Tag Archives: plugins

A Simple Way To Automatically Add New Blog Posts to Your FaceBook Pages

I spend a fair amount of time writing blog posts, and I’d like to get as much mileage out of that content as possible. At the same time, I want to keep adding new content to my FaceBook Fan page… but there are only 24 hours in the day.

Something’s got to give.

Or does it?

How would you like to have a short excerpt from each new blog post added automatically to your FaceBook profile? There is a WordPress plugin called “WordBooker” that will do just that.

In this short tutorial, I’ll show you how to find the plugin, add it to your blog, and configure it so that FaceBook’s security settings allow it to write to your FaceBook page and WordPress allows Facebook comments to be automatically posted back to your blog.

It’s a great way to get new readers for your blog while adding fresh content to FaceBook.

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After inatalling the plugin, if you receive the error message that Wordbooker lacks permission to publish to fan pages, use the following URL which will give you a dialogue box where you can grant permissions.


BackUps Made Simple

rusted car abandoned in desert

Are You Ready for Disaster?

Are you ready for disaster?

How recent is your most recent backup of your blog? (You do back up your blog, don’t you?)

WordPress is complicated.  MySQL databases are complicated.  Your web host is probably complicated.

Is it really wise, then, to rely on fate to keep your blog safe?

Backing up a WordPress blog is not difficult.

You can do it manually by following the backup directions on the WordPress Codex. The directions are explicit, illustrated, and relatively easy to follow if you are comfortable navigating the back end of a web site.

If the thought of messing about with MySQL databases or phpMyAdmin makes you queasy – there is another solution:  a plugin.  WP-DB-Backup is the most popular, although there are others.

WP-DB-Backup simplifies the process while still giving you control over what (in addition to the core database) to include in the backup. If  you worry about statistics or other data stored by plugins – add the plugin’s tables to your backup.

If a truly complete backup is necessary for your peace of mind, you can do a full backup of all tables and data once a week and a core-only backup on the other days.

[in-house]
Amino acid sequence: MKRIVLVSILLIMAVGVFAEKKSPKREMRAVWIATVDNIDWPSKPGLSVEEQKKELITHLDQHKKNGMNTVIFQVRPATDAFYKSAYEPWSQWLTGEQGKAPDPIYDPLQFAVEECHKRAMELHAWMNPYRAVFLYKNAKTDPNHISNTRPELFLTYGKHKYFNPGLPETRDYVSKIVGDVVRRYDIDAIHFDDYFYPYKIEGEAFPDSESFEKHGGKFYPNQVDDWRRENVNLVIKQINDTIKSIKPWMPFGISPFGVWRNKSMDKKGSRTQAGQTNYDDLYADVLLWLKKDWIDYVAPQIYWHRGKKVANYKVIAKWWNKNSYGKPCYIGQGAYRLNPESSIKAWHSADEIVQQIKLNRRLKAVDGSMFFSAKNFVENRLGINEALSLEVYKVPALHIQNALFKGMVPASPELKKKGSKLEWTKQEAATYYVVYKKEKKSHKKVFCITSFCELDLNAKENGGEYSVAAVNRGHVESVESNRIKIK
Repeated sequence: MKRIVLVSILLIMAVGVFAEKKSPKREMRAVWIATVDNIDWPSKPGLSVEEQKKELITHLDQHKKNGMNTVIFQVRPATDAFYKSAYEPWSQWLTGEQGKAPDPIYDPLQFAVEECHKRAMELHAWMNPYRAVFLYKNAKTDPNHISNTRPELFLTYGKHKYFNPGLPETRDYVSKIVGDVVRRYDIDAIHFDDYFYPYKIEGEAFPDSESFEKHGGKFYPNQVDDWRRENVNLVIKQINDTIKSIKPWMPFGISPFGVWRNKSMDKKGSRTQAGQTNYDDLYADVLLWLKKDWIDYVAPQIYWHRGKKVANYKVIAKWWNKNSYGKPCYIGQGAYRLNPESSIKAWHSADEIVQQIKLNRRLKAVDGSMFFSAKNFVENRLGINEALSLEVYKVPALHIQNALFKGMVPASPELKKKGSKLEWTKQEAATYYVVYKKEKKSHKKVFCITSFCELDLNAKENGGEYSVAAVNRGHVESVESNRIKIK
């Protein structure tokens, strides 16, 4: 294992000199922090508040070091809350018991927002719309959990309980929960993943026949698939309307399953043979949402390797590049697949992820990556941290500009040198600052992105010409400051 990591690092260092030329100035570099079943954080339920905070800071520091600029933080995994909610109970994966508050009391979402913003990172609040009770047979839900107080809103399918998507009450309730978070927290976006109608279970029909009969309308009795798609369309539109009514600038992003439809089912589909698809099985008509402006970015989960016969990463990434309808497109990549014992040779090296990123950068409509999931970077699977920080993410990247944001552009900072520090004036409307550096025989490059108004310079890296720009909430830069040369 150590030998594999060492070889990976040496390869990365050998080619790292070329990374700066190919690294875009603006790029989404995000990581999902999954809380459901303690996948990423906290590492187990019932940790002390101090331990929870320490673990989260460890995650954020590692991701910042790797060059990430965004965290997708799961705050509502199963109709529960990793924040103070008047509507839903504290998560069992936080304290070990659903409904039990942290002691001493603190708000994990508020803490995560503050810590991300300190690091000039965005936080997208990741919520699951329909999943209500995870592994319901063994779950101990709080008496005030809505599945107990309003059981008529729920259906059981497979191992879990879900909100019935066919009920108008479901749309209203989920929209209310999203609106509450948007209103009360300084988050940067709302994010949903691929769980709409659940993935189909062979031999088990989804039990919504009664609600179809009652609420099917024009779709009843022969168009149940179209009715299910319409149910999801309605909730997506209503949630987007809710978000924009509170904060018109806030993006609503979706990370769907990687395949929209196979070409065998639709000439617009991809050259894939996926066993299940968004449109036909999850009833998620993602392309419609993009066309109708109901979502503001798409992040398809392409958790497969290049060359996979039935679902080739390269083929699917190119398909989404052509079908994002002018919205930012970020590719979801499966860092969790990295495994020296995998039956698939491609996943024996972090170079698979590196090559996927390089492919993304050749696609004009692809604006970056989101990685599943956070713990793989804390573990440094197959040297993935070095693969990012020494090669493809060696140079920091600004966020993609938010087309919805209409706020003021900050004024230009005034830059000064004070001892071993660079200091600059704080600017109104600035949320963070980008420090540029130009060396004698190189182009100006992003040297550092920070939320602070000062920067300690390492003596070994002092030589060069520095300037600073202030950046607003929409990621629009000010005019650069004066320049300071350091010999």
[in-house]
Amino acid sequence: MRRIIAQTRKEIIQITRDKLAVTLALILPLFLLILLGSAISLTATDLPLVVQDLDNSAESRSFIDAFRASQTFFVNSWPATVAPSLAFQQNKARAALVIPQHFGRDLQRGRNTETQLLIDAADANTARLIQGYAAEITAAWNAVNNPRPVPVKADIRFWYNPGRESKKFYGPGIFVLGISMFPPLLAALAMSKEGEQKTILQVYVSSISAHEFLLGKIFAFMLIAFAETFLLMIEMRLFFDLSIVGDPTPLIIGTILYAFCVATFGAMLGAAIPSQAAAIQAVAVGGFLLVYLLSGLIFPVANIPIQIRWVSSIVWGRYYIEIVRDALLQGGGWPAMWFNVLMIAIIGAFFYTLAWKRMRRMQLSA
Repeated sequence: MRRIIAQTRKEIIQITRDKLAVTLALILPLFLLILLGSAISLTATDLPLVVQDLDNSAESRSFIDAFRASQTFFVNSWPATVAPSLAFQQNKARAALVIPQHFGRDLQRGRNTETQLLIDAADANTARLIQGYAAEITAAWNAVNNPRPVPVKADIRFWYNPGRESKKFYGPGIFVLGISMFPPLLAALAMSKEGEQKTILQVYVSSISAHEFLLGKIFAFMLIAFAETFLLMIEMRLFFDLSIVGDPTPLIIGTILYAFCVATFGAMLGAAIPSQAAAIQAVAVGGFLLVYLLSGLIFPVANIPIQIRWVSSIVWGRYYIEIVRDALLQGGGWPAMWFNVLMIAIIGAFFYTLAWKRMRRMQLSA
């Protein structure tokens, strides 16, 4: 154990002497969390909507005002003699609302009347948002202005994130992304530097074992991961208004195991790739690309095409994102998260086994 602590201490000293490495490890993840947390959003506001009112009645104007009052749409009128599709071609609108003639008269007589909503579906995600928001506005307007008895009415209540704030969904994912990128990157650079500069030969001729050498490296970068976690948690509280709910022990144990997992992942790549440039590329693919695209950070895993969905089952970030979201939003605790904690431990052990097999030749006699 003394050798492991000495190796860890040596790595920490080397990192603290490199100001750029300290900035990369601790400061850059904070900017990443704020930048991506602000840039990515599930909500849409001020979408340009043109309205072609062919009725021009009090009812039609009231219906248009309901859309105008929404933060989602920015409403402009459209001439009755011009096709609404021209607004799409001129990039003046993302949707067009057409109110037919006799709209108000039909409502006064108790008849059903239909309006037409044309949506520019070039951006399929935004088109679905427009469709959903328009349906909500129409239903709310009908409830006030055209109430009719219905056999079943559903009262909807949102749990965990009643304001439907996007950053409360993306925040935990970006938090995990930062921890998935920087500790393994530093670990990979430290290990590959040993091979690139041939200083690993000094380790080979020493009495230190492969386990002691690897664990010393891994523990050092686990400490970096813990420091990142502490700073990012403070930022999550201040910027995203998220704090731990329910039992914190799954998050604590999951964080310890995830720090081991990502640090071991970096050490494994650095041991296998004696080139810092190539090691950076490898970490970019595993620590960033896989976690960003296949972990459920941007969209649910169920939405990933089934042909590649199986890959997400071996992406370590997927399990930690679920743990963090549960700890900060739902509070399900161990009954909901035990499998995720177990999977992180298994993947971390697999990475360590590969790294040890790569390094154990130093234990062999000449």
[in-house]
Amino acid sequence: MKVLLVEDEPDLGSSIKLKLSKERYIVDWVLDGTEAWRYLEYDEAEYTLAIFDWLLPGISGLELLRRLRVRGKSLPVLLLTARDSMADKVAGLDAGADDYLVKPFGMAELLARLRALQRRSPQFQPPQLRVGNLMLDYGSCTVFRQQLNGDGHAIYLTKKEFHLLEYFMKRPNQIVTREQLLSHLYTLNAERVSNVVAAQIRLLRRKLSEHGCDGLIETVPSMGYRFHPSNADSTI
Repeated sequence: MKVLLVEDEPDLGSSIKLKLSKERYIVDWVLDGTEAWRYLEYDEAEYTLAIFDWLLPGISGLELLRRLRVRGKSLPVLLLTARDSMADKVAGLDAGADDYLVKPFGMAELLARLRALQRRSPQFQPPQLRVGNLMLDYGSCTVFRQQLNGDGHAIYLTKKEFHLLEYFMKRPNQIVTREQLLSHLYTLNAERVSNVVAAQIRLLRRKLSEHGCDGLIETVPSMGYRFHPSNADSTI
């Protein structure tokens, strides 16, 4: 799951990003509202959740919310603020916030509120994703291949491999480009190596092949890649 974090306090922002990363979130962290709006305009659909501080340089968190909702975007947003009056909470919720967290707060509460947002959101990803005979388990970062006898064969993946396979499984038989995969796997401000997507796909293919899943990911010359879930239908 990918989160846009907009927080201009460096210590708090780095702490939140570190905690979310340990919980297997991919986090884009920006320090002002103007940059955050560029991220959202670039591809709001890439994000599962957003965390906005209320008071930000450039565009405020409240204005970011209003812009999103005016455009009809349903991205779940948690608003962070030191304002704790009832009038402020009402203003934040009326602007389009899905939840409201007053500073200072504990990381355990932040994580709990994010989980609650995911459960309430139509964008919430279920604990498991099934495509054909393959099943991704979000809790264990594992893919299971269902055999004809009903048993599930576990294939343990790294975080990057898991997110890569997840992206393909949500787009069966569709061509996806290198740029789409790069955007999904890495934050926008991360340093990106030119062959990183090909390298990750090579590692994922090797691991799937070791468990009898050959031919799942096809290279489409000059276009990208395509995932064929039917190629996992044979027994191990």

WP-DB-Backup also offers the choice of where and how the backups are stored. You can save them to your server, download them to your desktop, or have them sent by email.

In fact, if you choose to email the backups to yourself, you can select a regular set-and-forget backup interval and automate the process.

If you accept the defaults (core databases only) , the backup file will be well under 1 MB. Choose a backup schedule that matches your posting frequency, save the last 5 or so backups, and you should be well armed against blog eating gremlins.

Photo by visulogik Releaed under Creative Commons License

Another Top 10 Plugins List

At WordCamp in New York, Matt Mullenweg listed the Top 10 Plugins for WordPress, measured by the volume of downloads. The list isn’t really surprising, but it is instructive. If you want to know what other WordPress users find useful, take a look at these plugins:

Word Press

10. cforms
9. wp-polls
8. WP Automattic Upgrade
7. wp-cache
6. wp-db-backup
5. WordPress Stats
4. Nextgen-Gallery
3. Google-Sitemap-Generator
2. All-In-One-SEO-Pack
1. Akismet

They can all be found in the WordPress.org Plugin Library

What WordPress Plug Ins Must You Absolutely Have?

The Allure of the Plug In

The Irresistible Plug In

What’s the truth about plug-ins? Are they the fastest way to cripple a WordPress blog? Or are they the essential ingredient that makes WordPress blogs so useful?

The answer – as you probably guessed – is both! A bad plug in can take down your blog. Even a good plug in can go bad and suddenly render your blog invisible.